Group B terms: ((((smart) OR Smartphone$) OR wearable$) OR phone$OR plethysmography OR photoplethysmography OR impedance) Group C terms: (((((holter) OR continuous ECG) OR continuous electrocardiogram) OR con- tinuous electrocardiography) OR ambulatory ECG) OR ambulatory electrocardiogram OR ambulatory electrocardiography. Group A, group B, and group C were combined and humans’ studies and English language limits were applied. We also searched the reference lists of retrieved full text review manuscripts for the relevant articles (regardless of their publishing date) and included these in our systematic review. Well de ned inclusion/exclusion criteria were applied to lter the retrieved literature. Of the ar- ticles retrieved through the above described search strategy only those that met the following criteria were considered for this systematic review: Inclusion criteria: Studies related to human subjects. Studies reported in full text English language. Studies related to HRV. Studies on HRV detec- tion and/or analysis and/or interpretation and/or ltering were included. Studies that compare ECG/Holter recordings of HRV with any other wearable HRV detection and capture method(s) were included. Original papers were only included; however, reference lists from other kind of manuscripts were used to retrieve any relevant original studies. Exclusion criteria: Studies that did not include HRV were excluded. St udies that did not use commercially available wearable hardware were excluded. In addition, we performed Google search for wearable devices which claimed that they can measure HRV via plethysmography HR and are available on the market. Our search spanned the last 5 years. The devices list (Table 1) was used as an additional retrograde search tool for any relevant studies through manufacturers’ commercial websites. Two of the authors (KEG and AL) independently applied the above described search strategy to re- trieve and screen the articles. Any disagreements were resolved by a third author (AJG) and a nal decision was made accordingly. RESULTS Applying the search strategy described in the methods section, we retrieved 57 articles from MEDLINE and 269 from SCOPUS. Exclusion of duplicates yielded 308 articles. Of these articles, 272 were excluded after title and abstract screening according to the prede ned criteria. Thirty-six articles were selected for full text review. Full text reading resulted in exclusion of further 30 articles, which were found to be either irrelevant (n=28) or non-comparison papers (n=2). The remaining six articles were included in the study. Additionally, 12 relevant peer-reviewed articles were identi ed from the reference list of the reviews and from manufacturers’ commercial websites and added to the study. So, 18 articles were nally included in this systematic review. The ow diagram of the selection process is shown in Fig. 1. Wearable Devices Accuracy of HRV Estimation 9Folia Medica I 2018 I Vol. 60 I No. 1 Table 1. Capable to measure HRV wearable models: sensor location, release year and connectivity type Model Sensor site Company Release Year Connectivity 1 4IIII VIIIIVA chest 4IIII 2013 B & A 2 60beat HR Monitor chest 60beat 2016 B & A 3 HRM Blue chest BlueLeza 2016 B & A 4 Dash Earphones ear Bragi 2014 B 5 TP3 chest Cardiosport 2015 B & A 6 Hexoskin torso Carre Technologies 2014 B & USB 7 Empatica E4 Wristband wrist Empatica 2016 B 8 R2 Smart Fitness HRM Wristband chest Cositea 2016 B & A 9 EQ02 LifeMonitor chest Equivital 2012 B, P & USB 10 Forerunner 935 wrist Garmin 2016 B & A 11 HRM Tri wrist Garmin 2016 B & A 12 Premium Heart Rate Monitor chest Garmin 2016 B & A 13 Vívoactive HR+ wrist Garmin 2015 B & A 14 910XT wrist Garmin 2016 B, P & A 15 920XT wrist Garmin 2016 B, P & A 16 HeartMath emWave Pro ear HeartMath 2015 B & A 17 Athos torso, legs & thighs Mad Apparel 2015 B 18 HxM Smart HR chest Medronic 2017 B & Gateway 19 Alpha 2 wrist Mio 2015 B & A 20 Oxstren hand Oxstren 2015 B 21 H7 Heart Rate Monitor chest Polar 2012 B & WiFi 22 H10 chest Polar 2016 B & WiFi 23 QardioCore chest Qardio 2017 B 24 SmartBand 2 wrist Sony 2016 B 25 Smart Sensor chest Suunto 2017 B & A 26 Spartan Sport wrist Suunto 2017 B & A 27 DGYAO® Mobile HR Monitor ear Top Yao 2016 B 28 Tickr Heart Rate Monitor chest Wahoo Fitness 2015 B & A 29 Tickr X Workout Tracker chest Wahoo Fitness 2017 B & A 30 WHOOP Strap 2.0 wrist Whoop 2016 B 31 Tinké Fitness & Wellness Tracker ngers Zensorium 2016 B & A B: Bluetooth, A: ANT+, P: proprietary 10 K. Georgiou et al Folia Medica I 2018 I Vol. 60 I No. 1 Figure 1. Flow diagram. Table 2 summarizes the quantitative and quali- tative methodology used and the categorization (measurement, position, location, sample number, technology used) as well as the main ndings of the included studies. The total number of subjects involved in the included studies was 686, with one study hav- ing 339 subjects.10 All 18 articles have examined healthy subjects except one: Vasconcellos et al. (2015) who studied obese adolescents.11 Also, one study examined children.12 In most of the articles (n=16), a chest device was used,10-25 while a n- ger device was used in two studies26,27. Sixteen of the studies utilized a similar to ECG - HRV technology10-25 and the remaining two integrated PPG - PRV technologies26,27. REST All studies examined the HRV/PRV at rest as baseline. Overall, agreement between the several indices of HRV and PPG as measured by Holter and wearable devices, respectively, was very good to excellent (ranging from 0.85 to 0.99). The RR interval correlation ranged from 0.91 to 0.999. Moreover, in two studies,12,15 the error rate in detection of R waves was evaluated and found to range between 0.28 and 0.4%. This was estimated as an accepted ratio. Regarding time domain indi- ces of HRV, correlations ranged from 0.98 to 0.99, while in the frequency domain the correlation was Wearable Devices Accuracy of HRV Estimation 11Folia Medica I 2018 I Vol. 60 I No. 1 Table 2. Results # Study Rest Supine Upright / Sitting Walking / Running / Exercise Wearable device Location n Wearable device Technology Comparison Details 1 Akintola et al., 2016 Y Y Y Y Chest (Belt) 18 ECG Correlation depends on artifacts Average artifact % 19%. AMV (r: 0.967), SDNN (0.393), RMSSD (0.285), SDANN (0.680), pnn50 (0.982). 2 Esco & Flatt 2017 Y Y Y N Finger (silicone sheath) 30 PPG Good agreement LOA Ln RMSSD constant error ± SD: -0.13 ± 2.83 for the supine values, -0.94 ± 3.47 for the seated values, -1.37 ± 3.56 for the standing values. (r values from 0.98 to 0.99). 3 Flatt & Esco, 2013 Y Y N N Chest (Belt) 25 ECG Total agreement No signi cant difference, correlation nearly perfect for RMSSD (r: 0.99). 4 Gamelin et al, 2006 Y Y Y N Chest (Belt) 20 ECG Good agreement Supine vs. standing: differences for uncorrected & corrected RR coef cient correlation: 0.88 & 0.91 for supine & standing. No differences except RMS- SD, SD1 in standing. Detection Error Rate of R waves: 0.4%. 5 Gamelin et al, 2008 Y Y N N Chest (Belt) 12 ECG No difference Correlation between ECG & Polar RR intervals (corrected & uncorrected) was 0.80. No signi cant differences for Time Domain, FFT & Poincare plot except for SD2. R waves detection er- ror rate: 0.28%. 12 K. Georgiou et al Folia Medica I 2018 I Vol. 60 I No. 1 6 Giles et al, 2016 Y Y Y N Chest (Belt) 18 ECG Accurate. Good agreement No signi cant differences for SDNN, RMSSD, pNN50, VLF, LF, HF, nnLF 7 Heathers, 2013 Y N Y Y Finger (silicone sheath) 20 PPG Good agreement at rest. Mildly reduced agreement during exercise. Experiment 1: Close agreement – small overall bias & acceptable limits of agreement. RR & PP correlation coef- cient (0.988 – 0.999). All HRV from SPRV > than ECG. Experiment 2: Close agreement be- tween RR & PP (highest at rest, r: 0.993 – 0.997, slightly attenuated in exercise (0.965 – 0.998). 8Hernando et al, 2016 Y N Y Y Chest (Belt) 23 ECG As exercise increases, correla- tion decreases 19/23 had high correlation at rest (r> 0.8). Discrepancy increased from 1.67% (at rest) 4.8% at the exercise peak. As exercise increases, reliability & agree- ment indices drop below 0.5. 9Hong et al, 2009 N N N Y Chest (Bioshirt) 18 ECG As exercise increases, cor- relation decreases (artefacts) Coef cient correlation of HRV (r2: 0.965 or higher), HF, LF 10 Kingsley et al, 2005 Y N Y Y Chest (Belt) 8 ECG High agreement higher at rest. Reduced agree- ment at exercise. Short relationship between RR internals during exercise. Similar results obtained for the RR internal but signi cant differ- ences occurred for HRV indices. 11 Nunan et al, 2008 Y Y N N Chest (Belt) 33 ECG Accurate / Good agreement No signi cant differences for HRV indi- ces – LOA for mean RR, LFnn, HFnn, LF/HF 12 Nunan et al, 2009 Y Y N N Chest (Belt) 33 ECG Good agreement Not for all indi- cators Correlation coef cient: 0.99, 0.86, 0.85 for mean RR, LFnn, HFnn respectfully. Near perfect correlation for SDNN, RMSSD (0.99, 0.37). Good correlation for LF (0.92), HF (0.94), LF/HF (0.87). All measures of HRV ranged from 0.85- 0.99. Wearable Devices Accuracy of HRV Estimation 13Folia Medica I 2018 I Vol. 60 I No. 1 LOA: level of agreement 13 Plews et al, 2017 Y N Chest (Belt) 29 ECG Acceptable agree- ment Almost perfect correlation all HRV indi- ces (RMSSD) 14 Romagnoli et al, 2014 Y N Y Y Chest (Vest) 12 ECG Good agreement for RR / unequal results for HRV. Mean RR, SDNN & SD2, excellent LOA. RMSSD, HF, LF/HF, HF & SD1 worst LOA. 15 Vanderlei et al, 2008 Y N Y Y Chest (Belt) 15 ECG As exercise increases, correla- tion decreases. HRV indices assessed: PNN50, RMSSD, LFnu, HFnu, LF/HF. 16 Vasconcellos et al, 2015 Y Y N Chest (Belt) 14 ECG Very good cor- relation Moderate to strong agreement (0.68-0.98) for HR, RR, pNN50, rMSSD, LF, HF, LF/HF. In general moderate agreement for frequencies domain measures. 17 Wallen et al, 2012 Y Y N N Chest (Belt) 339 ECG Good to excellent agreement 328 subjects. Gender & age dependent: females especially > 60 yrs old present reduced correlation). ICC coef cients in women than men more pronounced in SDNN.HRV from Polar Gender + Age dependent. ICC > 0.8 on all HRV param- eters among men. Agreement moderate on all HRV among men. 18 Weippert et al, 2010 Y Y N Y Chest (Belt) 19 ECG Limited agree- ment Good correlation (narrow LOA & small bias). ICC for HRV frequencies were high, however in most cases LOA showed unacceptable discrepancies. 14 K. Georgiou et al Folia Medica I 2018 I Vol. 60 I No. 1 found to range from 0.85 to 0.94. Finally, in the non-linear multivariate analysis, the correlation was found to be > 0.9. EXERCISE Eight out of the 18 examined studies used an exer- cise protocol, with a total of 131 participants. All of them reported that although there was an excellent correlation between HRV and PPG as measured by Holter and wearable devices at rest, this seemed to decrease up to 0.85 as the level of exercise and/or motion increased. Overall, RR agreement was moder- ate to excellent ranging from 0.786 to 1. Regarding time domain, HRV parameters correlation was found to range from 0.786 (at the exercise peak) to 1 (rest and exercise 1st phase). Similar pattern occurred in the frequency domain HRV parameters where the correlation was found to range from 0.8 to 1. Also, RR to pulse pressure (PP) wave correlation was ranging from 0.8 to 0.998. DISCUSSION In recent years, technology advances have been used to capture HRV through wearable devices during daily activities. The accuracy of these devices versus classical methods like ECG is still under evaluation. This systematic review aims to present the avail- able relevant literature and discuss their ndings, their limitations as well as to provide possible explanations for these ndings. It is important to realize that the basic difference between PPG and ECG is the captured signal per se: the electrical activity of the heart is depicted by ECG, whereas the PPG is a mechanical signal measuring the propagation of the peripheral pulse wave. Therefore, the time of propagation of the PP wave from the heart to the distal arterioles is called pulse transit time (PTT). It is a measure of the time that elapsed between the R-wave of QRS complex in the ECG and the arrival point to PPG device.28 Several studies have shown that PTT seems to be a surrogate marker of ANS in parallel to HRV29 and that PTT is dependent on the properties of the pulse wave velocity, the vascular path from the heart to the location of the detector and is negatively correlated with blood pressure, arterial stiffness and age.7 Therefore, we will discuss HRV and PPG fun- damentals as well as the factors affecting them in order to elaborate PPG versus ECG for HRV measurement. HRV FUNDAMENTALS HRV analysis is a widely available and accurate non-invasive technique used as a quantitative assess- ment tool of the autonomic nervous system (ANS) function.30 Studies have shown that reduced HRV indices, as assessed by the RR interval analysis, is associated with increased cardiovascular morbidity and mortality in patients with various diseases as well as in the general population.31 In addition, heart rate and HRV analysis have been used for estimation of mental stress and athlete’s tness levels, fatigue and overload.5 The quanti cation of ANS function is feasible by calculating several HRV parameters according to time-domain, frequency-domain and nonlinear analysis of consecutive RR intervals.1 These indices represent different components of the sympathetic and/or parasympathetic system of the ANS. For instance, the high frequency (HF) component de- rived by the frequency domain analysis represents the parasympathetic activity, while the LF/HF ratio represents the balance of sympathetic to parasym- pathetic activity.32 However, it is important to realize that these HRV indices depends on the recording quality, the subject’s activity during the recording, the exclu- sion of artifacts, the detection of arrhythmic beats and the recording duration ranging from seconds (short term HRV) to even days (long term). Some of these indices, like the root mean square of standard deviation (RMSSD) of RR interval can be calculated from a 10-second session while others need more than one-hour recording time.33 Despite being accepted as gold standard methods for RR interval monitoring and analysis, both the classical ECG and the ambulatory Holter monitoring have several drawbacks regarding the proper and accurate detection of RR intervals. For example, patients with tremor or elderly patients with fragile skin have bad quality of recordings with a lot of noise and artifacts.34 Similarly, other factors such as surface electromyography, increased electrode impedance, respiration induced baseline drift, and electrode contact movement can cause noise and motion artifacts.7 Additionally, morphological varia- tions in the ECG waveform and heterogeneity in the QRS complex can often make dif cult to identify the RR interval.35 Another limitation can be the need for the presence of a specialized technician/ doctor, thus increasing the cost and accordingly decreasing the wide applicability. Finally, a reported drawback in ECG wearable devices that do not record standard ECG derivations is their inability Wearable Devices Accuracy of HRV Estimation 15Folia Medica I 2018 I Vol. 60 I No. 1 to distinguish some arrhythmias and ectopic beats.10 PPG FUNDAMENTALS Photoplethysmography (PPG), a cheap, simple and widespread technology has been used as an alternative approach to obtain HRV indices.7 The PPG based devices have a sensor that uses infrared emitter and a detector. This emitter is integrated to a probe which is comfortable to wear in stable places of the body that are rich in microcirculation. Thus, the blood volume changes in the microvascu- lar bed which are synchronous to the heartbeat can be traced without the inconveniences of electrode installation or the need to undress the examinee.1 The simplicity of the technique, cost-effectiveness, easy signal acquisition and remote monitoring are the main and obvious advantages of the PPG versus the gold standard ECG. Therefore, PPG is often used in conditions of measurements where mobil- ity, simplicity, time ef ciency, exibility and low cost are of paramount importance, e.g., in exercise monitoring, every day motion, monitoring of the elderly, or with disabled patients, etc.7,36 In the relevant literature of the wearable PPG devices the terms ‘heart rate’ and ‘pulse rate’ are frequently used interchangeably. Also, the term ‘pulse rate variability’ (PRV), which is derived from PPG, has been suggested as a potential ana- log of HRV.37,38 As PRV is further processed identically to HRV, the derived parameters can be extracted from both methods such as the standard deviation of normal to normal (SDNN) R–R intervals (NN), root mean square of successive differences between adjacent NN intervals (RMSSD), proportion of NN50 in total NN intervals (pNN50), low frequency (LF) power, high frequency (HF) power and LF/ HF ratio (LF/HF). Recently, latest technology smart phones ap- plications with wearable devices26,27 use PPG for assessing HRV as an alternative to ECG monitoring in clinical research. More information is available in Table 2. WAVELENGTH USED PPG uses low intensity infrared or green light, which are more strongly absorbed by the blood than the surrounding tissues. It has been shown that 530 nm light (green) PPG showed higher accuracy of pulse rate detection than the 645 (red) and 470 (blue) nm light for monitoring HR.39 MEASUREMENT SITE A at skin surface with rich microvasculature is required to rmly attach the PPG sensor to obtain an accurate measurement. As such, the usual mea- surement sites for wearable PPGs are the wrist and the chest. Most of the wearable devices are placed on the wrist and considerably fewer of them on the chest. However, it is worth noting that there is also a bunch of quasi-wearable devices attached to either the ear lobe or the nger which compared HRV to PRV parameters. The ear is chosen as a measuring site because it is a natural anchoring point, and it is discrete since the device can be partially hidden by hair. Weinschenk et al.28 compared PPG to ECG HRV measurements in deep breathing test in 343 female subjects in resting conditions and using appropri- ate parameters they found an excellent correlation. Finger tips have also been used as a measuring site but only in stationary conditions: it has been shown that HRV derived from ngertip PPG had an excellent correlation to ECG in stationary con- ditions.38 However, a comparative study of nger derived PRV and HRV in healthy subjects40 using a stationary equipment found a poor correlation and suggested that nger derived PRV might not be suitable to substitute ECG derived HRV, as has been mentioned by other authors, too41. The use of a smart phone camera as PPG sensor can provide an acceptable agreement for some HRV indices when compared with ECG,22 but there are increasing differences in HRV and HR detection in the setting of movements or exercise42. This is because the application algorithm is cancelled in the ltering process of inaccurate signals as well as due to the dif culty of stabilizing the ngertip on the camera while exercising. PARAMETERS INVOLVED IN PPG MEASUREMENTS Several parameters have to be considered when interpreting PPG measurements. These include: 1. Motion artifact: Special attention must be ex- ercised during data PPG acquisition to eliminate motion-induced artifacts.7 The contact force between the site and the sensor should be considered as PPG is vulnerable to such type of artifacts. However, despite the importance of this factor, we found only one study in 16 male ischemic patients measuring the accuracy of a smart phone derived pulse rate versus ECG, where an excellent correlation was found at rest, which was slightly deteriorated during exercise.42 2. Respiration: Since respiration alters the intra- thoracic pressure and causes blood ow variations 16 K. Georgiou et al Folia Medica I 2018 I Vol. 60 I No. 1 in both the veins the DC component of the PPG waveform shows minor changes with respiration.43 Thus, it has been shown that the short-term variabil- ity (RMSSD, SD1, and HF) and LF/HF agreement between PRV and HRV deteriorates as a result of the vulnerability to respiratory changes.44 3. Age, gender and environmental factors: Normal HRV values for various age and gender groups are still not available in the literature. However, it is well known that the elderly have increased arterial stiffness which leads to faster pulse transmission in the periphery and thus pulse transit time (PTT) dif- ferences observed between HRV and PRV could be attributed to aging.45 The reviewed articles, except one,23 involved young population (mean range from 20.9 to 39.2 years). Regarding gender in uence, in our review, just one study showed that measuring HRV at rest was age and gender dependent, the correlation with ECG being lower in women than men and further decreasing in older women.10 As there is no strong evidence provided so far that age and/or gender can play a role in the studied correlations, further studies are needed to investigate these two variables in different populations while using ap- propriate sampling and prospective study design with a longitudinal follow-up.28 Environmental factor effects such as temperature was investigated in one of the studies. This study concluded that ambient temperature could induce a difference in the short-term variables that re ect the parasympathetic activity between HRV and PRV.38 4. Software analysis: Some proprietary software systems for collection and analysis of RV data exist like the PPT5 or the IthleteTM software ap- plication14,26,27 or freely available software may be used e.g. Kubios (http://www.kubios.com)46. According to guidelines2, manual editing should be preferred instead of automated data analysis as automatic lters are known to be unreliable and may potentially introduce errors. In our review only six studies used automated analysis only whether the rest used both manual and automated analysis. 5. Statistical analysis: The Bland-Altman plot must be used to compare the agreement among a new measurement technique with a gold standard, as even a gold standard does not imply to be without error. This plot allows the identi cation of any systematic difference between the measurements.47 In our review only 17 studies used this technique while four studies did not apply the Bland-Altman analysis and therefore only the correlation, but not agreement between the two methods, could be determined from these publications. 6. Sampling rate: The sampling rate is a matter of difference between the two approaches. Sampling rate of PPG is usually 20 Hz much less than that of ECG which is 125 to 250 Hz. This obviously implies weaker ability of the PPG devices for events detection.36 COMPARISON OF PPG VS. ECG FOR HRV MEASUREMENT There are several studies examining the correlation between HRV and PRV with inconclusive results.40 This may be due to different experimental settings or to the absence of standardization of the meth- ods of analysis used.44 It is worth noting that the disagreement between the two methods does not apply to the same extent to all HRV parameters. Additionally, PPG is susceptible to motion artifacts. As such, the accuracy of PRV as obtained from PPG should be interpreted with caution.36 REST Our search revealed that the comparison studies performed in stationary conditions have generally revealed that PRV is a good surrogate of HRV. This is in line with other studies not involving wearable devices, which also found an acceptable agreement between HRV and PRV at sitting and resting positions.48 PRV becomes stronger at a standing than at a supine position, as it re ects the mechanical cou- pling between respiration and thoracic vasculature tone. Therefore, when a subject changes his/her position from supine to upright, even in resting conditions, a PRV divergence from HRV becomes apparent. Additionally, HRV indices derived from PPG data are very sensitive to different factors including noise, artifacts, stature, atherosclerosis, location of sensor and sampling rate. It is probably due to these reasons that some studies comparing the two methods found differences among normal healthy subjects7,36,45 as well as in patients40. EXERCISE There are many non-stationary situations where autonomic balance signi cantly changes like in stress, during motion or exercise. Unfortunately, in such situations where PRV would be more useful as a surrogate measurement of HRV, its clinical value is questionable: a moderate agreement was observed in some studies about the factors affecting the measurements when the subject is exercising or having mental stress i.e. increased noise produc- Wearable Devices Accuracy of HRV Estimation 17Folia Medica I 2018 I Vol. 60 I No. 1 tion, contraction of muscles which are in contact with the sensors, sweating, increased intrathoracic pressure altering the venous return, increased pe- ripheral vasoconstriction and the respiratory effort during exercise. RR interval variables of Bioshirt ECG were compared to those from conventional ECG and found that R-peak detecting capabilities of these two devices were largely similar. However, as the level of exercise was increasing, the correla- tion was decreasing due to artifact production. It must also be noted that a disadvantage of chest band wearable devices during intense exercise is the discomfort that a subject senses as the chest expands with deep breathing.18 Hernando et al. (2016)17 observed that although an agreement between the detected R-peaks and the RR intervals from the Polar wearable and ECG existed, as the exercise intensity level was increased, the discrepancy of the RR pairs Bland-Altman plot also increased. They noticed a good correlation in some but not in all of the HRV indices, due to the disagreement of the relative error of the Polar derived high frequency with that of the ECG, as the level of the exercise increases.17 Akintola et al. (2016) used a chest wearable device detecting ECG and HRV and reported enor- mous amount of artifacts during daily activities in 18 healthy subjects and they concluded that this is a limitation of the wearable device used.13 In agreement with all of the above, another study showed that the limits of agreement were deteriorating as the exercise was intensi ed, implying an in uence of adrenergic input, respiratory effort and unreliable algorithm detection and recording RR ability.19 In contrast to the many negative results reported during intense exercise, there are other research- ers who reported an overall stronger agreement.49 Also, some other research groups reported that PPG yielded higher HRV values.36 However, all these studies involved only a sample size of few subjects. Unfortunately, most of the ndings from our review showed that the correlation was fading out as the level of exercise and/ or motion increases. Furthermore, the data from the reviewed studies are not able to support an in-depth quantitative analysis due to the differences in their methodology. FUTURE DIRECTIONS As wearable healthcare technology and the research of light propagation in human tissues are progressing, it is expected that PPG applications will expand. For instance, there is a growing interest to remotely depict PPG through imaging such as contactless video-photoplethysmography (vPPG)50 or imaging PPG (IPPG)51. It is essential to develop advanced wearable devices with higher accuracy, to minimize motion artifacts as well as improved algorithms to better detect and identify errors that may occur during exercise and higher intensity motion. Additionally, as the availability of wearable devices is expanding, more research is obviously warranted to establish age- and sex-dependent normal PRV values as well as to standardize both acquisition protocols and analytical methods in order to get reliable and accurate results, thus permitting these methods to become a valid sur- rogate for HRV parameters. CONCLUSION Our systematic review revealed that wearable de- vices, especially those using PPG, may provide a promising alternative solution for measuring HRV. However, it is evident that more robust studies in non-stationary conditions are needed with appropriate methodology in terms of number of subjects involved, acquisition and analysis techniques implied, before being able to recommend any of the commercially available devices. Therefore, so far wearable devices can only be used as a surrogate for HRV at resting or mild exercise conditions, as their accuracy fades out with increasing exercise load. REFERENCES 1. 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Exp Ther Med 2015;10(6):2311-8. 45. Gil E, Orini M, Bailón R, et al. Photoplethysmog- raphy pulse rate variability as a surrogate measure- ment of heart rate variability during non-stationary conditions. Physiol Meas 2010;31(9):1271-90. 46. Tarvainen MP, Niskanen JP, Lipponen JA, et al. Kubios HRV–heart rate variability analysis software. Comput Methods Programs Biomed 2014;113(1):210-20. 47. Bland JM, Altman DG. Statistical methods for as- sessing agreement between two methods of clinical measurement. Lancet 1986;1:307-10. 48. Qiu Y, Cai Y, Zhu Y, et al. Poincaré plot analysis for pulse interval extracted from non-contact photople- thysmography. Conf Proc IEEE Eng Med Biol Soc 2005;2:1964-7. 49. Chreiteh S, Belhage B, Hoppe K, et al. Sternal pulse rate variability compared with heart rate variability on healthy subjects. Conf Proc IEEE Eng Med Biol Soc 2014;2014:3394-7. 50. Blackford EB, Estep JR. Effects of frame rate and image resolution on pulse rate measured using multiple camera imaging photoplethysmography. In: B. Gimi, & R. C. Molthen, (Eds.). Proceedings of SPIE 9417, Medical imaging 2015: Biomedical applications in molecular structural and functional imaging. 2015. p. 1-14. 51. Iozzia L, Cerina L, Mainardi L. Relationships be- tween heart-rate variability and pulse-rate variability obtained from video-PPG signal using ZCA. Physiol Meas 2016;37(11):1934-44. 20 K. Georgiou et al Folia Medica I 2018 I Vol. 60 I No. 1 Возможности переносных приборов для точного измерения вари- абельности сердечного ритма. Систематическое обозрение Константинос Георгиу1, Андреас В. Ларенцакис2, Нехал Н. Камис3, Гада И. Алсунхаибани3, Ясер А. Аласка3, Елиас Дж. Джиалафос4 1 Кафедра биохимии, Медицинский факультет, Национальный Афинский университет им. Каподистрия, Афины, Греция 2 Первая клиника хирургической пропедевтики, Медицинский факультет, Национальный Афинский университет им. Каподистрия, Афины, Греция 3 Центр клинических умений и симуляции, Медицинский факультет, Медицинский колледж, Университет короля Сауда, Эр-Рияд, Саудовская Аравия 4 Симуляционный центр медицинской физики, Медицинский факультет, Национальный Афинский университет им. Капо- дистрия, Афины, Греция Адрес для корреспонденции: Константинос Георгиу, Кафедра биохимии, Медицинский фа- культет, Национальный Афин- ский университет им. Капо- дистрия, ул. „Микрас Асиас” 75, Гоуди, 11527 Афины, Греция E-mail: kongeorgiou@med.uoa.gr Тел: +306942066216 Дата получения: 27 декабря 2017 Дата приемки: 19 января 2018 Дата онлайн публикации: 31 января 2018 Дата публикации: 30 марта 2018 Ключевые слова: сердечный ритм, вариабельность сер- дечного ритма, переносные, фотоплетизмография Образец цитирования: Georgiou K, Larentzakis AV, Khamis NN, Alsuhaibani GI, Alaska YA, Giallafos EJ. Can wearable devices accurately measure heart rate variability? A systematic review. Folia Med (Plovdiv) 2018;60(1):7-20 doi: 10.2478/folmed-2018-0012 Введение: Утверждается, что всё большее количество переносных приборов обеспечивает установление точных, недорогих и легко применимых показате- лей вариабельности сердечного ритма (ВСР). В основном это обеспечивается приборами переносной фотоплетизмографии (ФПГ) и/или электрокардиогра- фии (ЭКГ) с помощью простых и неинвазивных методов в качестве заместите- лей золотого стандарта оценки интервала RR с помощью электрокардиограм- мы. Хотя соответствие между вариабельностью частоты пульса (ВЧП) и ВСР было исследовано в литературе, полученные результаты по-прежнему неубе- дительны, особенно в отношении использования переносных устройств. Цель: Целью настоящего систематического обозрения является установление возможностей переносных приборов обеспечивать надёжное и точное изме- рение классических параметров ВСР как в состоянии покоя, так и во время физической нагрузки. Материалы и методы: Была использована стратегия сбора данных для на- хождения соответствующих статей в базах данных MEDLINE и SCOPUS, а также в Интернете. Найденные 308 статей были рассмотрены для дальнейшей оцен- ки в соответствии с заранее определёнными критериями включения / исклю- чения. Результаты: Восемнадцать исследований были включены. В шестнадцати из них применялась технология ЭКГ – ВСР, а в двух из них - технология ФПГ – ВЧП. Все они исследовали точность переносных приборов при измерении СР во время отдыха, а только восемь из них во время физической нагрузки. Корреляция между классической ВСР, полученной от ЭКГ, и переносной ВСР варьировалась от очень хорошей до превосходной во время отдыха, но она постепенно снижалась по мере увеличения нагрузки. Заключение: Переносные приборы могут обеспечить альтернативное реше- ние для измерения ВСР. Тем не менее, необходимы более надёжные исследо- вания в нестационарных условиях с использованием соответствующей ме- тодологии в отношении количества участвующих в исследовании субъектов, использованных методов измерения и анализа. ... The low cost, ease-of-use, smart-phone readiness, accurate SO 2 quantification, real time data quality feedback, and long battery life make prolonged monitoring feasible in low resource settings, including typically medically underserved communities, and enable new community and telehealth applications. ( Georgiou et al., 2018 ), respiratory rate ( Johnston and Mendelson, 2004 ;Pimentel et al., 2015 ;Singh et al., 2020 ) and pulse oximetry-derived peripheral capillary oxygen saturation (SpO 2 ) ( Buekers et al., 2019 ;Huang et al., 2014 ;Kim et al., 2017 ). However, a wearable device that monitors cerebral oxygenation is missing from the market, despite the potential benefits of wearable neuromonitoring available to the general population. ... ... Currently, the short source-detector separation is used to quantify heart rate. In future developments, in addition to being used for scalp contamination reduction, the short separation will be used to quantify reflectance photoplethysmography (rPPG) ( Longmore et al., 2019 ) and heart rate variability ( Georgiou et al., 2018 ). ... Article Full-text available Currently, there is great interest in making neuroimaging widely accessible and thus expanding the sampling population for better understanding and preventing diseases. Use of wearable health devices has skyrocketed in recent years, allowing continuous assessment of physiological parameters in patients and research cohorts. While most health wearables monitor the heart, lungs and skeletal muscles, devices targeting the brain are currently lacking. To promote brain health in the general population, we developed a novel, low-cost wireless cerebral oximeter called FlexNIRS. The device has 4 LEDs and 3 photodiode detectors arranged in a symmetric geometry, which allows for a self-calibrated multi-distance method to recover cerebral hemoglobin oxygenation (SO2) at a rate of 100 Hz. The device is powered by a rechargeable battery and uses Bluetooth Low Energy (BLE) for wireless communication. We developed an Android application for portable data collection and real-time analysis and display. Characterization tests in phantoms and human participants show very low noise (noise-equivalent power <70 fW/√Hz) and robustness of SO2 quantification in vivo. The estimated cost is on the order of$50/unit for 1000 units, and our goal is to share the device with the research community following an open-source model. The low cost, ease-of-use, smart-phone readiness, accurate SO2 quantification, real time data quality feedback, and long battery life make prolonged monitoring feasible in low resource settings, including typically medically underserved communities, and enable new community and telehealth applications.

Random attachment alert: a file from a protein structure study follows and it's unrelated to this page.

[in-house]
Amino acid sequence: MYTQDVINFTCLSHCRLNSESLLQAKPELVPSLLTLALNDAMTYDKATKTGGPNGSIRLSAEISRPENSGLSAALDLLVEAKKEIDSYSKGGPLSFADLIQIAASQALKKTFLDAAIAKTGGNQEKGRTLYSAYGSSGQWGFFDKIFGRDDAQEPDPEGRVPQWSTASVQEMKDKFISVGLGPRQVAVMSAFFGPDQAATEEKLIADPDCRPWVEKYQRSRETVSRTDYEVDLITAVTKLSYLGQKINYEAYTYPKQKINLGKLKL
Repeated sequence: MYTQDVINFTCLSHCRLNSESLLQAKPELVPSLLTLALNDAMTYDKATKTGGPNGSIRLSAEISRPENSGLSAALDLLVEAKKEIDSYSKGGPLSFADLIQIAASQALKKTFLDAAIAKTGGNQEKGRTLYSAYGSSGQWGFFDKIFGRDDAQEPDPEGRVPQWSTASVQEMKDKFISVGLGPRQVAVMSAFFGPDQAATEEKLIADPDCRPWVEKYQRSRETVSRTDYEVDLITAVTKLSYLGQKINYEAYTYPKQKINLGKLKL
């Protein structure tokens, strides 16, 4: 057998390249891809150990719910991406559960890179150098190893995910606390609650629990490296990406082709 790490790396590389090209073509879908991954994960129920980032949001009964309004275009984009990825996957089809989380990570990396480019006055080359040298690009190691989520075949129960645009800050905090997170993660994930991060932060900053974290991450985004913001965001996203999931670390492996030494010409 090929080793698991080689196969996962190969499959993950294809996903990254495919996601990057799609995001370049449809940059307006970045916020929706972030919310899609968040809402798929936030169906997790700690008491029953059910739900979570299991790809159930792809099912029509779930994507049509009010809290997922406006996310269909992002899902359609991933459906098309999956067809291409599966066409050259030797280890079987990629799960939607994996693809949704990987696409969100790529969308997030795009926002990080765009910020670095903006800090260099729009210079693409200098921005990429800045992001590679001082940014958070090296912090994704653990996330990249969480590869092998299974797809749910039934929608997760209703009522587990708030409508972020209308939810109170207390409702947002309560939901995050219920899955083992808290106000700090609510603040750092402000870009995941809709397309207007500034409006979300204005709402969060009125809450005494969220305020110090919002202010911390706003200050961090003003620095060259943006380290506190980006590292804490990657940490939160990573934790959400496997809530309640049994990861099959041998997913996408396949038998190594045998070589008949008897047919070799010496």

... Wearable technologies such as wristbands offer real-time data on skin conductance and HRV in the context of daily tasks and are found to be a reliable and promising alternative to laboratorybased methods. 69,70 Research on the utility of wearable technologies for assessing physiological reactivity in naturalistic settings may inform advances in psychotherapy, such as interoceptive awareness training through biofeedback. ...